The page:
Unfortunately, the essential debate on these issues will not take place, at least not openly and without prejudice, because so many voices are today saying – nay, shouting -‐ ‘enough, the science is settled, it is time for remediation’. In fact, many have been saying this for almost 20 years, even as fewer voices have been heard in the opposite sense. As discussed in Chapter 1, the science of climate change -‐ like many other complex fields in the earth sciences -‐ does not function so that at some point in time one can say “now, the science is settled”: there are always uncertainties and alternative explanations for observations.
Alan Longhurst is a biological oceanographer who has studied the ecology of the continental shelf of the Gulf of Guinea (1954-‐63), and the trophic structure and flux of energy through the pelagic ecosystems of the eastern Pacific (1963-‐71), the Barents Sea (1973), the Canadian Arctic (1983-‐89) and the Northwest Atlantic (1978-‐94). He coordinated the international EASTROPAC expeditions in the 1960s and directed the NOAA SW Science Center on the Scripps campus at La Jolla (1967-‐71), the Marine Ecology Laboratory at the Bedford Institute of Oceanography (1977-‐79) and was Director-‐ General of that Institute (1970-‐86). He has published 80-‐odd research papers and his most recent books are “Ecological Geography of the Sea” (Elsevier, 1998 & 2007) and “Mismanagement of Marine Fisheries” (Cambridge, 2010).
See also Longhurst’s biosketch at Elsevier [link].
I have been communicating with Alan for several years about the book. In preparing the blog post, I asked him to provide some backstory, and here is what he wrote:
“It started out with my being asked to talk abut climate change to an informal evening seminar club here in rural SW France, as the only scientist in the group. So I had to started reading into the subject, and because I can no longer give off-the-cuff seminars (my mind clogs up) I had to write a text. Then, since I was pretty much written-out in my own subjects, I didnt stop reading once the semiar was out of the way, so it snowballed and grew to book-length. My previous publishers (Elsevier for “Ecological Geography of the Sea” and Cambridge for “Mismanagement of Marine Fisheries”) wouldnt touch it, nor would any of the other top-line houses that I tried, and I thought that the book would not carry much weight if it were to go to a small publisher specialised in stirring things up.
One of my motivations for completing the book was finding to what extent ‘climate change’ had become a religion and the strength of imperatives to conform – which seemed to me not to bode at all well for the future of science. I have tried to emphasise that I really dont think the science is as settled as many pretend.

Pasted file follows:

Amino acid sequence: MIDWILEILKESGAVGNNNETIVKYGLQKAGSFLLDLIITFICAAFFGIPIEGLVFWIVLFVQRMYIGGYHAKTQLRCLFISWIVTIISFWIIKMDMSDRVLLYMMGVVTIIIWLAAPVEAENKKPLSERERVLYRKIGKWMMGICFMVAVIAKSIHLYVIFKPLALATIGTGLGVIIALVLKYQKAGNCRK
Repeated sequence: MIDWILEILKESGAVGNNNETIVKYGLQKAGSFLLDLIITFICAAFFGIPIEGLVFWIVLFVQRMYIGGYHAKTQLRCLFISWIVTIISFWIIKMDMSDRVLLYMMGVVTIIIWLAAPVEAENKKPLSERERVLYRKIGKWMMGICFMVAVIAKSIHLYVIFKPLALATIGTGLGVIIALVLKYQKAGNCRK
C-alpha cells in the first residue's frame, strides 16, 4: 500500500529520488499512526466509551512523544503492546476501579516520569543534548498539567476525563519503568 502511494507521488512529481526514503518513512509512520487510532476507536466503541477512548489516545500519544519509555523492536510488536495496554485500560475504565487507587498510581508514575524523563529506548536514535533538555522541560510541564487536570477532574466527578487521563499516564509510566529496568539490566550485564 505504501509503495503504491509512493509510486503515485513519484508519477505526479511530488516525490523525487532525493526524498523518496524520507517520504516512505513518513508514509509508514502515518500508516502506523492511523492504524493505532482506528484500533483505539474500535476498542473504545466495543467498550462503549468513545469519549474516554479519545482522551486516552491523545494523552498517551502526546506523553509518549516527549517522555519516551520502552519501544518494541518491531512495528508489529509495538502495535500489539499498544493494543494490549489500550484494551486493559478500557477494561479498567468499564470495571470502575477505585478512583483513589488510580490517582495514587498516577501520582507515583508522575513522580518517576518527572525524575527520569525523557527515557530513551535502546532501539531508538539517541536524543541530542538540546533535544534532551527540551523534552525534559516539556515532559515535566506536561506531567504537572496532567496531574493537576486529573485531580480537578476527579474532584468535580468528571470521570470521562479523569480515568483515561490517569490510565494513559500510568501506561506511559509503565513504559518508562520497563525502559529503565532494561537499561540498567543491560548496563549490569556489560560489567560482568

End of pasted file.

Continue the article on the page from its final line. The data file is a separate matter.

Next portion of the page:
One of the things my research career taught me was that you cant understand how the ocean works from studying one region – just as I know that you cant make any solid conclusions about how the climate works from studying just the short period since 1960, which is what many people are doing.
I wouldnt have known that but for the fact I’ve had personal experience working (and travelling by sea, in the old days) in all the major oceans and in many dfferent marine environments: the tropical Gulf of Guina (where I spent almost 10 years) works totally differently from the tropical eastern Pacific, where I next worked from Scripps, and was able to compare the tropical pelagic ecosystem with that of the California upwelling region; later, I had the good fortune to work in the arctic (Barents Sea and Canadian archipelago, each totally different environments), and on both sides of the North Atlantic. Tthe fact that my research work has been done on similar processes in many diverse regions has given me (I hope) a good understanding of regional characteristics that prepared me for thinking about diverse and changing climates.
I was also lucky that although I held administrative posts at the NOAA lab on the Scripps campus, and later at the Bedford Institute in Canada, I was always able to keep my plankton lab going and get to sea at least once a year. My last 10 years were free of admin, and I got involved in the Canadian climate change programme and had a very productive time. The group I was with produced the first global computation of ocean primary production from the first satellite data and some of the first evidence for the dominance of photosynthetic bacteria in tropical oceans during a cruise that I organised in the eastern Pacific – which was a game-changer. My own work, once I left the African labs, was on the exploration of the details of how the production and consumption of organic material was organised in th pelagic realm.”
This is a remarkable book, a tour de force. There are fresh insights in each chapter, borne of Longhurst’s objective analysis of the data and the literature. The papers he cites are from Nature, Science, PNAS, Journal of Climate and other mainstream, high impact journals. I doubt that John Cook’s activist abstract classifiers would classify many if any of these papers as ‘skeptical’. However, each of these papers provides a critical link in Longhurst’s reasoning that produces conclusions that do not agree with the ‘consensus.’
I am reminded of this quote by Galileo: “In questions of science, the authority of a thousand is not worth the humble reasoning of a single individual.” The value of an independent assessment of this broad range of topics, by a scientist who does not have a dog in this fight, is extremely high. Very, very few climate scientists have personally dug as deeply as Longhurst over such a broad range of climate science topics. This reminds us that the broad range of complex issues surrounding detection and attribution of climate change are outside the scope of what most climate scientists consider, and one can only infer that their support for the consensus conclusions is based on second-order belief regarding many topics outside of their personal expertise and research experience.
Will everyone agree with Longhurst’s analyses? Of course not, although he presents arguments from both sides and extensively discusses uncertainty and doubt. The important factor here is that he presents carefully reasoned arguments supported by data analysis and citations of the elite published literature. In the coming weeks, I will select individual sections for discussion, that I regard as either provocative or controversial.